The Hunger Games: Catching Fire is a strong sequel for any franchise, and continues to easily be one of the more interesting Young Adult novel film adaptations going today.  I hear they are going all Hobbit with the next book by splitting it in two.  Let us hope they can remain on their STEADY pace upward.  Grab your bow…and your pin…and your superconductive metal coil…watch it…tick tock…then tell me I’m wrong.

November 14, 2013

White Men Can’t Jump

White Men Can’t Jump – Chemistry

CHEMISTRY

It seems fitting that we are a few weeks into the NBA season, as well as NCAA Basketball just getting underway, that we finally post a review about something basketball oriented.  While football gets most of the glory, cinema-wise, there are a handful of decent b-ball films.  Most people will automatically name “Hoosiers” as the best in the genre, if not one of the best and most inspiring sports films of all-time.  I tend to disagree.  While “Hoosiers” is all well and good, and features a drunk Dennis Hopper, it’s the classic underdog story that has been done to death, so to me, it kind of looses it’s shine after nearly 30 years.

When I think of a basketball film it always comes back to one of the first films I ever saw on HBO back in the early 1990’s, and that would be “White Men Can’t Jump.”  It’s the Ron Shelton-directed flick that made basketball fun and not some inspirational true story.  However, I’m sure a lot of white guys can relate to going to an outdoor basketball court, getting crap from a Wesley Snipes-like player, and eventually embarrassing them with a cross-over and a fade away jumper.  Unfortunately, I wasn’t one of those players. Think of ME as Dennis Hopper in “Hoosiers.”

Like most Shelton films, “Jump” deals with misfits who become endearing to the audience.  While he’s gone outside of the sports realm with mixed results, see “Hollywood Homicide” as a prime example, his wheelhouse has always been how sports can be romantic and bring people to common ground.  “Jump” tells the story of two hustlers who constantly try to out hustle each other.  Woody Harrelson plays Billy Hoyle, a former college basketball player on the run with his Jeopardy-loving girlfriend, Gloria, played by Rosie Perez, still enjoying her 15-minutes of fame.  Hoyle meets Sidney Deane, Wesley Snipes’ best role outside of “Blade,” a braggadocious street ball player with aspirations of escaping the inner-city.  The irony of Deane is his love for the street, while still trying to escape it and do what he needs for his family, which is really at the heart of the film.  Despite the fact that Hoyle and Deane are always trying to one-up each other and hustle each other, there always seems to be a mutual respect between them.  What I like to pretend sometimes is that “Money Train” is a direct sequel to “Jump” and Jennifer Lopez takes over as Rosie Perez’s character.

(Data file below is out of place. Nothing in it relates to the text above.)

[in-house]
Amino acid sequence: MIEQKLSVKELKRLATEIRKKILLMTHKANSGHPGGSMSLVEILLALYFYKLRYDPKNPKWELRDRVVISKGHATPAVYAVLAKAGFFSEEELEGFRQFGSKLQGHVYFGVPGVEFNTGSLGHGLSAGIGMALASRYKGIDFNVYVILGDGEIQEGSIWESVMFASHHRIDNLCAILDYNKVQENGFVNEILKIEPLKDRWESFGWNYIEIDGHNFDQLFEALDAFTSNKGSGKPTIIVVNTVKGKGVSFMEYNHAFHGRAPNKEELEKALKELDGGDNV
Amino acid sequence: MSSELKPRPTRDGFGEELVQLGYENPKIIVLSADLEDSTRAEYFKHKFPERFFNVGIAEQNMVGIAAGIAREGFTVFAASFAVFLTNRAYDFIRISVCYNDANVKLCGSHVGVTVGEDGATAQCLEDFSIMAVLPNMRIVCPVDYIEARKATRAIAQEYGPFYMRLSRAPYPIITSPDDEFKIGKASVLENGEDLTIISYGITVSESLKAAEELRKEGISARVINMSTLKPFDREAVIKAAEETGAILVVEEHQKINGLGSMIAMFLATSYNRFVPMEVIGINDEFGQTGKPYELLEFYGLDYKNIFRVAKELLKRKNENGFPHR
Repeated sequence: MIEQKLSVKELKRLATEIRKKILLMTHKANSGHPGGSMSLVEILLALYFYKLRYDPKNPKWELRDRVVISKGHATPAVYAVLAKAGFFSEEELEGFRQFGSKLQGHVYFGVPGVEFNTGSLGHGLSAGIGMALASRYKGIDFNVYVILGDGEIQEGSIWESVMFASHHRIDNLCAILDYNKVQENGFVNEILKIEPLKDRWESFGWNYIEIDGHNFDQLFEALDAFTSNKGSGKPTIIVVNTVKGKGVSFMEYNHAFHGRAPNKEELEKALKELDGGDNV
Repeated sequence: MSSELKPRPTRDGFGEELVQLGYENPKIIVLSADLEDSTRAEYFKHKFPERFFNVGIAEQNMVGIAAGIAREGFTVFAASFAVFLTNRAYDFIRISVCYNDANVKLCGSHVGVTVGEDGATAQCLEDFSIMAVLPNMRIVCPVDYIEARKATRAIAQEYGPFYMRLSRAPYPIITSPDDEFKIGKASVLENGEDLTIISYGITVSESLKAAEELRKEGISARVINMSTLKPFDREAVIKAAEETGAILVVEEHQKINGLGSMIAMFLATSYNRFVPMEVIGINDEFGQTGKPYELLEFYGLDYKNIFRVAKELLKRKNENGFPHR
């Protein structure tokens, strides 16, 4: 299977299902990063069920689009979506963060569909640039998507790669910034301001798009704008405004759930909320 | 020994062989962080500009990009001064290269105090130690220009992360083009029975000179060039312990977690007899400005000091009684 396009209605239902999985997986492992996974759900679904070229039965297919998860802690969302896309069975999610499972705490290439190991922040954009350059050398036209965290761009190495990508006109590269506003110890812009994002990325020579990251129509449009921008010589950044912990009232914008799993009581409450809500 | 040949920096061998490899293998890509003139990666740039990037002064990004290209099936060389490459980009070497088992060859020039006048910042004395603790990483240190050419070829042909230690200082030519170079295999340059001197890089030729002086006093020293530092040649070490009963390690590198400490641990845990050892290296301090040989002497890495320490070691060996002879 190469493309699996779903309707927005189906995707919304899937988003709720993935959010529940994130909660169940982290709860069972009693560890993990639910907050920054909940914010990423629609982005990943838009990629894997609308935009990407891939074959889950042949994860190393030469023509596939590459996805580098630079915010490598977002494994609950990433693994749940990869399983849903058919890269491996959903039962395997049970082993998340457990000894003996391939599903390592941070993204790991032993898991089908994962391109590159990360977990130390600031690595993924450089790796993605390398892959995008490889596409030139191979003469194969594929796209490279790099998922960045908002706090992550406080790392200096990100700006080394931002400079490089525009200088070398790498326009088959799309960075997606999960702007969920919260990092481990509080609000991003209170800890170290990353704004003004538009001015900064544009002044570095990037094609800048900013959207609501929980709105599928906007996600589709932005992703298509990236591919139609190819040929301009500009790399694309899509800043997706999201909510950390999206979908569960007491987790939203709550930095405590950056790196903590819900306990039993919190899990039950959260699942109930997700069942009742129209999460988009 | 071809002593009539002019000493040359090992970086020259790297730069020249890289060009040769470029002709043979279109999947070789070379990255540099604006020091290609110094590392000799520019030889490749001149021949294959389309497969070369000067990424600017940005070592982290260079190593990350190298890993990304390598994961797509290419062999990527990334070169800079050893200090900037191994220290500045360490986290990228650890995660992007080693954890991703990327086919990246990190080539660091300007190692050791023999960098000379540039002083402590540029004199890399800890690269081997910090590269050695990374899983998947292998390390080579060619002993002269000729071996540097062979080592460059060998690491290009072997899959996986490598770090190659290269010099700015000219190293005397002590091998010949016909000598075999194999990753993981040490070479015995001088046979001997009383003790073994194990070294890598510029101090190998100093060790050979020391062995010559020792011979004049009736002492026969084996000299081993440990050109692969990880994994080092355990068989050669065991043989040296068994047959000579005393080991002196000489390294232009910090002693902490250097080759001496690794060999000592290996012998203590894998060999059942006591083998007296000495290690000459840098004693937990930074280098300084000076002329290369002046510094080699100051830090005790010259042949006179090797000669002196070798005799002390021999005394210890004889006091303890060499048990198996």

“Jump” is in the vein of Shelton’s other sports films, namely “Bull Durham” and “Tin Cup.”  The characters feel lived in and the chemistry between Harrelson and Snipes is undeniable.  There are times when you think they hate each other, and the next minute you think they are the best of friends.  It feels like the same relationship “Nuke” LaLoosh and Crash Davis had in “Durham.” Whether how much of the dialogue between Hoyle and Deane was ad-libbed, it feels authentic and something you would normally hear during any pick-up game, anywhere.

There are a few weak points to “Jump.”  Rosie Perez, if you’ve seen her in any movie, can become quite grating after a while.  I don’t know if it’s the voice, the accent, or simply both, but after hearing “Beeeeleeeee!!” about 100 times you’ll want to take a charge from Rick Mahorn and Bill Laimbeer at the same time.  Does that sound a little too erotic?  There is also the subplot of Billy and Gloria being on the run from two gangsters looking for money.  It’s a little weak, and doesn’t add much to the story as a whole.

While some of the characters and story elements are lacking, as a whole, “Jump” is still great, and while the fashion has been left in the past, the film has aged incredibly well.  The jokes are still funny (I mean who doesn’t appreciated a well crafted “Yo Mama” joke) and they took a sport that was lacking any real cinematic flare, and gave it some.  I know I’ll hear crap about this from “Hoosiers” purists, but c’mon!  Oh, we can’t forget that any self-respecting basketball player always goes to Sizzler after a game, just ask Dwyane Wayne.

Fun Fact:  Duane Martin, who played Willie in this film, was also a baller in 1994’s “Above the Rim.”